...and cool photos, Ken. Can't believe Miles just let you snap away. You must've charmed him. :-)

ken mac's picture

I can't either. Maybe cause I asked?

rschryer's picture

But I'm guessing it's also because you weren't the usual paparazzi and that he could see in your eyes the genuine admiration you had for him.

He reminds me of a lion in your photos -- with his black mane, standing aloof and majestic in his brick enclosure.

Plotting his next move.

avanti1960's picture

i was also a teen in the 70's with similar rock preferences and liked the fusion too- RTF, Weather Report, John Scofield, Bill Bruford, Larry Coryell, Pat Metheny etc. I did not care for (or was exposed to) the bygone, "uncool" era of late 50's / 60's jazz recordings.
Fast forward to about five years ago and I am knee deep into that incredible world. Davis (of course) Coltrane, Dorham, Hubbard, Blakey, Gordon, Morgan, Montgomery, Tjader, SIlver, Shorter and others are filling my soundscapes with incredible music. The reissues are seemingly unending, new compilations and unearthed never released works abound. What an incredible time to be a music lover......

rschryer's picture

So much great music at our disposal...

We are spoiled! (Ain't our hobby grand?)

Bogolu Haranath's picture

It would be nice, if our hobby costs us, just a grand :-) .........

Robin Landseadel's picture

I think the first time I was aware of Miles was 1965, via a local jazz station in Pasadena, California. It was something off of Kind of Blue. I eventually wound up with a couple 6-eye stereo Columbia stereo discs of KOB, along with the single layer SACD. But what really blew my mind was the soundtrack to "A Tribute to Jack Johnson", Columbia Masterworks, initially. That was the Soul/Funk Jazz classic that Jimi Hendrix was supposed to be on, John McLaughlin fills that role remarkably well. Also really hot, "Agharta"& "Pangaea", with more smoking guitar from Pete Cosey & Reggie Lucas. Probably the best Fusion albums of all-time.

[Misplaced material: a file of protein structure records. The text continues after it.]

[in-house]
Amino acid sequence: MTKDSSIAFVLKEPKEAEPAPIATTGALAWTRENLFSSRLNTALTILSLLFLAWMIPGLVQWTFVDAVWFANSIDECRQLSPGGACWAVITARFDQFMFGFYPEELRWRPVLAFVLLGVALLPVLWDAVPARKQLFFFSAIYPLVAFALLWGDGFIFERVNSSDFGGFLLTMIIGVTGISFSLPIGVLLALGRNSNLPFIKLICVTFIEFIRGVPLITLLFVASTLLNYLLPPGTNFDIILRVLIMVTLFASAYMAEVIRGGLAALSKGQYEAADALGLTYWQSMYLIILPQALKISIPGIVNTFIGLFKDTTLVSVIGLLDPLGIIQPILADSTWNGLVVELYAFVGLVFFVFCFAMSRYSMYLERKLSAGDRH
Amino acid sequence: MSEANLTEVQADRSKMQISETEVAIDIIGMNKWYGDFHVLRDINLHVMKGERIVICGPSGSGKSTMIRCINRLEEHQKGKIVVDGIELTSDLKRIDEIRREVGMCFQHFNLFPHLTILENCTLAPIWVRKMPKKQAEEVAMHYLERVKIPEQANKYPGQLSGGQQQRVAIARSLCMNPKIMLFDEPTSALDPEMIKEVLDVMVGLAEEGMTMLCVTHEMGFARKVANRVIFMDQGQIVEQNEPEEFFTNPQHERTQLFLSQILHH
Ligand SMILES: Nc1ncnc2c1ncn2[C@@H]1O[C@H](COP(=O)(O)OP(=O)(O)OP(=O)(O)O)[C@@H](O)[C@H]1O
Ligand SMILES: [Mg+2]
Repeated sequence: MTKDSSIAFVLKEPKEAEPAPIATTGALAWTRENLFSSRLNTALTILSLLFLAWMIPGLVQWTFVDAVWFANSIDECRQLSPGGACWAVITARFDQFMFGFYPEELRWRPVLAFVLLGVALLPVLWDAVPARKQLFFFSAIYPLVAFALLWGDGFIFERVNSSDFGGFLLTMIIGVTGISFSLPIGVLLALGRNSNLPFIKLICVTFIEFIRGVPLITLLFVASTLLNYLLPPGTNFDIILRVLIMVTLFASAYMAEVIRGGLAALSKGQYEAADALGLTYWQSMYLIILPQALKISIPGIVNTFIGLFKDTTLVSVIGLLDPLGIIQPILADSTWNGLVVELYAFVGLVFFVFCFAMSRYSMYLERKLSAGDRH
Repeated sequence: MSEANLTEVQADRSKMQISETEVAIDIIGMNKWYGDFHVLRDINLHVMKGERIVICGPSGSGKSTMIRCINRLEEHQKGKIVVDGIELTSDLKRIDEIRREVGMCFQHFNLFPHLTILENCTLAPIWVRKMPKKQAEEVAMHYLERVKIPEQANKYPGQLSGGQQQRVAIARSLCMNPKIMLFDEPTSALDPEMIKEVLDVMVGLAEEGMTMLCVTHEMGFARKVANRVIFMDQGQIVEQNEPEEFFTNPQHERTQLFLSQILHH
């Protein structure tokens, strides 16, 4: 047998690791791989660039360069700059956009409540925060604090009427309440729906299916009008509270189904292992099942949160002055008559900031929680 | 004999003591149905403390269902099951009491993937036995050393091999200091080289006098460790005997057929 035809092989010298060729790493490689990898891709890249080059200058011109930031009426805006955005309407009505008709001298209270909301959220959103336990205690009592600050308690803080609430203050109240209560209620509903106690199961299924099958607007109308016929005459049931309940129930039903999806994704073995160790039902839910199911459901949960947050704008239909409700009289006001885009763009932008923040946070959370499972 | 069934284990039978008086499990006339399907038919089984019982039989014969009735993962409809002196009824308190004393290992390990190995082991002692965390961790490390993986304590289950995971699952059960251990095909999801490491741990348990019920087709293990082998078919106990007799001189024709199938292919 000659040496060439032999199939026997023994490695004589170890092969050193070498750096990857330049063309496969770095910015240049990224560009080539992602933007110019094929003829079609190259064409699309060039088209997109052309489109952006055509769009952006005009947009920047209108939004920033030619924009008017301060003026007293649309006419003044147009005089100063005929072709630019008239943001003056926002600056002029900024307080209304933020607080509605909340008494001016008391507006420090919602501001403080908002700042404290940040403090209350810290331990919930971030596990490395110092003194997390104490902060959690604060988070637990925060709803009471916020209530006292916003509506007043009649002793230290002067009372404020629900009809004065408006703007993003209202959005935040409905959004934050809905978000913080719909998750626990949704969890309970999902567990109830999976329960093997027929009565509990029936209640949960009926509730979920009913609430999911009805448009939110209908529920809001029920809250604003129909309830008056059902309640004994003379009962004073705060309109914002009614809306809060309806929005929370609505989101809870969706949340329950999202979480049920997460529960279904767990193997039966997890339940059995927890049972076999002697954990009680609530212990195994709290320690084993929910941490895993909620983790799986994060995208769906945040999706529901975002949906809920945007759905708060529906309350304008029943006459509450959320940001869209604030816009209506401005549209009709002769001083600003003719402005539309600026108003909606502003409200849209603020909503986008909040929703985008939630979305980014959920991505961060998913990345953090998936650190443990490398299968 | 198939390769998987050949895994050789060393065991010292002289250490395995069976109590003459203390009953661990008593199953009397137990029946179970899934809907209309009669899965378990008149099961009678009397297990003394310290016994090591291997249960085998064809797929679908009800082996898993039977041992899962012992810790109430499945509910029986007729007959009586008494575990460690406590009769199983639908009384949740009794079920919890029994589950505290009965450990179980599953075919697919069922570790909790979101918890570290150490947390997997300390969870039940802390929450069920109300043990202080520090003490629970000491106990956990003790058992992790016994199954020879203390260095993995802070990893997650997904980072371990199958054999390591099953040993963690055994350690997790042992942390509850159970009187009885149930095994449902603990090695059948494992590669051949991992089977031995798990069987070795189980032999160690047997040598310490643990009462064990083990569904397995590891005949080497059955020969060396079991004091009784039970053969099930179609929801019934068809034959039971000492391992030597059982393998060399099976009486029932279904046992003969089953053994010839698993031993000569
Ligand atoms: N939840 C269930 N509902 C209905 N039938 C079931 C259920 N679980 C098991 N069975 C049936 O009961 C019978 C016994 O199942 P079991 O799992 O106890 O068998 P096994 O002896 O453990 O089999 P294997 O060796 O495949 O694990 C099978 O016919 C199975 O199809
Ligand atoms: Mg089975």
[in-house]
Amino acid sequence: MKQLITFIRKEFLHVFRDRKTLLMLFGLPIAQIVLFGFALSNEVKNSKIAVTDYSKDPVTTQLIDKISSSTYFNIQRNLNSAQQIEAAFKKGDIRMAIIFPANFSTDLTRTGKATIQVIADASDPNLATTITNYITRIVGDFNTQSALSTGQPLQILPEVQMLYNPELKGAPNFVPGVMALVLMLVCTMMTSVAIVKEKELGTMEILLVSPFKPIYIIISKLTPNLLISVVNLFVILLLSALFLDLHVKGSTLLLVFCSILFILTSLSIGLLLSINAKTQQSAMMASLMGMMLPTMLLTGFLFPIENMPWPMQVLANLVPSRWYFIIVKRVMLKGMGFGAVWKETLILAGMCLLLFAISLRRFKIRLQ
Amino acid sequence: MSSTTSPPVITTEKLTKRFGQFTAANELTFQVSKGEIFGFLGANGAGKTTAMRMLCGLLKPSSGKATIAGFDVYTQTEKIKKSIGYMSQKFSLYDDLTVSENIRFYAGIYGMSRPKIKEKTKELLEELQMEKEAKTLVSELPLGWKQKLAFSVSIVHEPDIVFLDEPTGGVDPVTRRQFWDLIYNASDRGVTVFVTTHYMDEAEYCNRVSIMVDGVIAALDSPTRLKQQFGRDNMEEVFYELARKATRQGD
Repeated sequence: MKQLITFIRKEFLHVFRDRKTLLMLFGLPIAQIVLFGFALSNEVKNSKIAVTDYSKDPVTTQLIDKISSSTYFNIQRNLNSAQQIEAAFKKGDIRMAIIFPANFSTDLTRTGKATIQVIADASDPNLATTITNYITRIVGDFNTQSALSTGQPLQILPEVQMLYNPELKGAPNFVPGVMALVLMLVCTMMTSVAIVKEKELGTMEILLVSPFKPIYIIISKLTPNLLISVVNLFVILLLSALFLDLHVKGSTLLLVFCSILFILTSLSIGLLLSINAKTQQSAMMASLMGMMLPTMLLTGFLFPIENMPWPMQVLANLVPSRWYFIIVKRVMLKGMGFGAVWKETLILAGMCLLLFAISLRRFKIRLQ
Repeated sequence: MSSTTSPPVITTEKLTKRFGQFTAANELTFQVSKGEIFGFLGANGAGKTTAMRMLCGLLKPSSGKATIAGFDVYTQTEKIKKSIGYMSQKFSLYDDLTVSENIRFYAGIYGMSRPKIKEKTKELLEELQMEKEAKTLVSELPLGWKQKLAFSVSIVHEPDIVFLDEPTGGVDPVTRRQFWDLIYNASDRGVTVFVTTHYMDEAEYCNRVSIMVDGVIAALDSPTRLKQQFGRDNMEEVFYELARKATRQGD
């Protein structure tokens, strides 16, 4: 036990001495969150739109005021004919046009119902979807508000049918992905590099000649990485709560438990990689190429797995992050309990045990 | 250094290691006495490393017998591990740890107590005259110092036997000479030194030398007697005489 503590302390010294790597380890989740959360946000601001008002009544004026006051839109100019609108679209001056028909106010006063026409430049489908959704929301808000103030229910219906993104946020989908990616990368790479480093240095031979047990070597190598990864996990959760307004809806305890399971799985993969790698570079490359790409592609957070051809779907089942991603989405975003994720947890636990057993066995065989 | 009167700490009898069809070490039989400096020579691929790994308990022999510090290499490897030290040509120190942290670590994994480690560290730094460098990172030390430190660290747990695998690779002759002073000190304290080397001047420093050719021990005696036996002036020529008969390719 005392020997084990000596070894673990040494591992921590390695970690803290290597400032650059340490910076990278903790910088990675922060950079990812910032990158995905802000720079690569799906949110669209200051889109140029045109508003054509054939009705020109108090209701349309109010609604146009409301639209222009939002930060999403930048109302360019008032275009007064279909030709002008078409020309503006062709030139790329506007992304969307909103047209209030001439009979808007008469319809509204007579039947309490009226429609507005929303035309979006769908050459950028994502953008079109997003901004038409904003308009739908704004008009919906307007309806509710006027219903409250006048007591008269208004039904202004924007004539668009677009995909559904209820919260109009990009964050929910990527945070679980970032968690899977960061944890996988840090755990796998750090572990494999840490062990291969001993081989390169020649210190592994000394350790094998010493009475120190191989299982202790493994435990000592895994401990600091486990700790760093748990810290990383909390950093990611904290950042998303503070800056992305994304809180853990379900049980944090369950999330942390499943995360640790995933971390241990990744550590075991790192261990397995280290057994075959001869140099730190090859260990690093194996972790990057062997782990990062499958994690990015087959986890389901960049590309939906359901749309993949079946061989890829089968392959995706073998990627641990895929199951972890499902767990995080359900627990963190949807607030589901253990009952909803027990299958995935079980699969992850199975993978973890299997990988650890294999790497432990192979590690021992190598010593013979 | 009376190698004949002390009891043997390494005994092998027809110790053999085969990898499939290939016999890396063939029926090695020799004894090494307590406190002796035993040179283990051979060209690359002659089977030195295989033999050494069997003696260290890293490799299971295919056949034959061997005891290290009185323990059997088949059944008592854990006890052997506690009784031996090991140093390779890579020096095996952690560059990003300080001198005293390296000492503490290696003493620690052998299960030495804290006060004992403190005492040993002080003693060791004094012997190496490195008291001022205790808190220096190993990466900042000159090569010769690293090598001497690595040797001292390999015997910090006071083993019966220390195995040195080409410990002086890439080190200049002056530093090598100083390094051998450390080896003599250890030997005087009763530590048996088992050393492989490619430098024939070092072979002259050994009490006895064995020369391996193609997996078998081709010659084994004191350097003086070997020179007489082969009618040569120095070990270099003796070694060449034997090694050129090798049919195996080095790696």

Anton's picture

I try to imagine him working with some of these fabulous current players.

Dang, the Prince collaboration would have been interesting.

If there’s a Heaven, imagine what music!

rschryer's picture

...a missed opportunity for sure.

Miles was a progressive player who desperately wanted to appeal to the masses.

I think that if he were a young player on the NY jazz scene today, he would feel compelled to break out of the "traditional" jazz mold that encompasses this side of the continent. Were he a young jazz lion today, the jazz we know might be a different sounding jazz.

Were the real Miles alive today, he'd be 93 years old. He might've told the current players: "Stop trying to do what I did 50 years ago! Jazz is about constant evolution!"

Bogolu Haranath's picture

Miles Davis was one of the pioneers of 'Modal Jazz' :-) .........

frankmason's picture

Hey Ken,
Thanks for bringing up some fine memories. I also attended the all day concert at Memorial Stadium. It was a great day to be alive and able to see and hear many of my faves in one 12 hour period. Mahavishnu Orchestra set the stadium on fire and showed my friends what I had been raving about.